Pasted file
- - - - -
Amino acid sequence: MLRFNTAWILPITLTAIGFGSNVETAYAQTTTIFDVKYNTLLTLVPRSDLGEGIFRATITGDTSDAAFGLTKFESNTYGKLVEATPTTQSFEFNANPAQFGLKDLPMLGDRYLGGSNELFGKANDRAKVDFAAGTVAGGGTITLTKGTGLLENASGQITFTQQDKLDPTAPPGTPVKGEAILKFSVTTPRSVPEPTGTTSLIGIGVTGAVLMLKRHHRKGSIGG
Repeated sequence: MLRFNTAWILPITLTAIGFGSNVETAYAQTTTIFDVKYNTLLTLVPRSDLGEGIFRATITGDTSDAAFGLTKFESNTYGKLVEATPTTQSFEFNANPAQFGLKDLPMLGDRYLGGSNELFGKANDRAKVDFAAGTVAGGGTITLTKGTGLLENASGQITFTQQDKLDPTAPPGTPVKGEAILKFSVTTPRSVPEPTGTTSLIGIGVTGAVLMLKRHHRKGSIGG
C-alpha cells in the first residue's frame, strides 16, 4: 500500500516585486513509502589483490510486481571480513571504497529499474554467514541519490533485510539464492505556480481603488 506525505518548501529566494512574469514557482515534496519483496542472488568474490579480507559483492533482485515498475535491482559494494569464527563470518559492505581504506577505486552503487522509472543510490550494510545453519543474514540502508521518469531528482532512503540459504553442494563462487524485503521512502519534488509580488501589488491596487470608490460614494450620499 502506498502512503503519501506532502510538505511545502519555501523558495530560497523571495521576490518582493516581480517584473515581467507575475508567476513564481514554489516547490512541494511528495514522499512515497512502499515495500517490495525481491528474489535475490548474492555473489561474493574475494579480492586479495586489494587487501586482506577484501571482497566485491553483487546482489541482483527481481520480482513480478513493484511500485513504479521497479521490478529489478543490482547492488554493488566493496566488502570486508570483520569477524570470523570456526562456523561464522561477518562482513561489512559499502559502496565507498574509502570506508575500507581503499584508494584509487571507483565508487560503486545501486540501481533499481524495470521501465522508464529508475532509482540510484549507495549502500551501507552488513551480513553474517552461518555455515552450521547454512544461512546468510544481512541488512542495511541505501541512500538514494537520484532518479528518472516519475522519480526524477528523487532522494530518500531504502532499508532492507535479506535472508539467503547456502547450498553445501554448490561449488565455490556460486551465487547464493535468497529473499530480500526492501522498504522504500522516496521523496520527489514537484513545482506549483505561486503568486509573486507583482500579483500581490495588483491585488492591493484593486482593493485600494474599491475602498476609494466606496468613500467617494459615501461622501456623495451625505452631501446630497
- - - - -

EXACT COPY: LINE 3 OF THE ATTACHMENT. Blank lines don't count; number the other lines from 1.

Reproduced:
C-alpha cells in the first residue's frame, strides 16, 4: 500500500516585486513509502589483490510486481571480513571504497529499474554467514541519490533485510539464492505556480481603488 506525505518548501529566494512574469514557482515534496519483496542472488568474490579480507559483492533482485515498475535491482559494494569464527563470518559492505581504506577505486552503487522509472543510490550494510545453519543474514540502508521518469531528482532512503540459504553442494563462487524485503521512502519534488509580488501589488491596487470608490460614494450620499 502506498502512503503519501506532502510538505511545502519555501523558495530560497523571495521576490518582493516581480517584473515581467507575475508567476513564481514554489516547490512541494511528495514522499512515497512502499515495500517490495525481491528474489535475490548474492555473489561474493574475494579480492586479495586489494587487501586482506577484501571482497566485491553483487546482489541482483527481481520480482513480478513493484511500485513504479521497479521490478529489478543490482547492488554493488566493496566488502570486508570483520569477524570470523570456526562456523561464522561477518562482513561489512559499502559502496565507498574509502570506508575500507581503499584508494584509487571507483565508487560503486545501486540501481533499481524495470521501465522508464529508475532509482540510484549507495549502500551501507552488513551480513553474517552461518555455515552450521547454512544461512546468510544481512541488512542495511541505501541512500538514494537520484532518479528518472516519475522519480526524477528523487532522494530518500531504502532499508532492507535479506535472508539467503547456502547450498553445501554448490561449488565455490556460486551465487547464493535468497529473499530480500526492501522498504522504500522516496521523496520527489514537484513545482506549483505561486503568486509573486507583482500579483500581490495588483491585488492591493484593486482593493485600494474599491475602498476609494466606496468613500467617494459615501461622501456623495451625505452631501446630497